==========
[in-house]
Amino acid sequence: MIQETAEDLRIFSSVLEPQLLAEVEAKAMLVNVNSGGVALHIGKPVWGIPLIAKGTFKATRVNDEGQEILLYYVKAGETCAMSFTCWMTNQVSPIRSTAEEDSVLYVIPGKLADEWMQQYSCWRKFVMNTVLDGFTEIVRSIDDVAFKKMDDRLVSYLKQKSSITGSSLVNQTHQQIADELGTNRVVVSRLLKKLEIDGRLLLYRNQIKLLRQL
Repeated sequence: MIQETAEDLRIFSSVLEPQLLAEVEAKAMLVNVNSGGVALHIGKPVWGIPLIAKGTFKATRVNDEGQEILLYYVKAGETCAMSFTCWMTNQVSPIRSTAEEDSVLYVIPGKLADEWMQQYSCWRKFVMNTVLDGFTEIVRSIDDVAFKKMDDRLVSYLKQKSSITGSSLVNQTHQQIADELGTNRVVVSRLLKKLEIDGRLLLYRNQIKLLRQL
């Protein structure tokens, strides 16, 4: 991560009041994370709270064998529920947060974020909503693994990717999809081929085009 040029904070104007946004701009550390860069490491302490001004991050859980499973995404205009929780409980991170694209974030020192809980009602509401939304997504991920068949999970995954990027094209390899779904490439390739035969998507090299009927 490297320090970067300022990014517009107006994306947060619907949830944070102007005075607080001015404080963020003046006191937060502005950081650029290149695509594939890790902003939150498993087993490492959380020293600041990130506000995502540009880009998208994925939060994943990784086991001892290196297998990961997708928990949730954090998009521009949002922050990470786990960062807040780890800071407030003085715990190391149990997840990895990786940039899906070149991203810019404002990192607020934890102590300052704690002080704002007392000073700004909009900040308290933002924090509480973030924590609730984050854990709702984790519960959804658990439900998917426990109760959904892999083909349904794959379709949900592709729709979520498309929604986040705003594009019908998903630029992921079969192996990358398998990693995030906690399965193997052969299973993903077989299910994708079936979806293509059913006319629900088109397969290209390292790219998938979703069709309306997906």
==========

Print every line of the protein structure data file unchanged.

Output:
[in-house]
Amino acid sequence: MIQETAEDLRIFSSVLEPQLLAEVEAKAMLVNVNSGGVALHIGKPVWGIPLIAKGTFKATRVNDEGQEILLYYVKAGETCAMSFTCWMTNQVSPIRSTAEEDSVLYVIPGKLADEWMQQYSCWRKFVMNTVLDGFTEIVRSIDDVAFKKMDDRLVSYLKQKSSITGSSLVNQTHQQIADELGTNRVVVSRLLKKLEIDGRLLLYRNQIKLLRQL
Repeated sequence: MIQETAEDLRIFSSVLEPQLLAEVEAKAMLVNVNSGGVALHIGKPVWGIPLIAKGTFKATRVNDEGQEILLYYVKAGETCAMSFTCWMTNQVSPIRSTAEEDSVLYVIPGKLADEWMQQYSCWRKFVMNTVLDGFTEIVRSIDDVAFKKMDDRLVSYLKQKSSITGSSLVNQTHQQIADELGTNRVVVSRLLKKLEIDGRLLLYRNQIKLLRQL
């Protein structure tokens, strides 16, 4: 991560009041994370709270064998529920947060974020909503693994990717999809081929085009 040029904070104007946004701009550390860069490491302490001004991050859980499973995404205009929780409980991170694209974030020192809980009602509401939304997504991920068949999970995954990027094209390899779904490439390739035969998507090299009927 490297320090970067300022990014517009107006994306947060619907949830944070102007005075607080001015404080963020003046006191937060502005950081650029290149695509594939890790902003939150498993087993490492959380020293600041990130506000995502540009880009998208994925939060994943990784086991001892290196297998990961997708928990949730954090998009521009949002922050990470786990960062807040780890800071407030003085715990190391149990997840990895990786940039899906070149991203810019404002990192607020934890102590300052704690002080704002007392000073700004909009900040308290933002924090509480973030924590609730984050854990709702984790519960959804658990439900998917426990109760959904892999083909349904794959379709949900592709729709979520498309929604986040705003594009019908998903630029992921079969192996990358398998990693995030906690399965193997052969299973993903077989299910994708079936979806293509059913006319629900088109397969290209390292790219998938979703069709309306997906």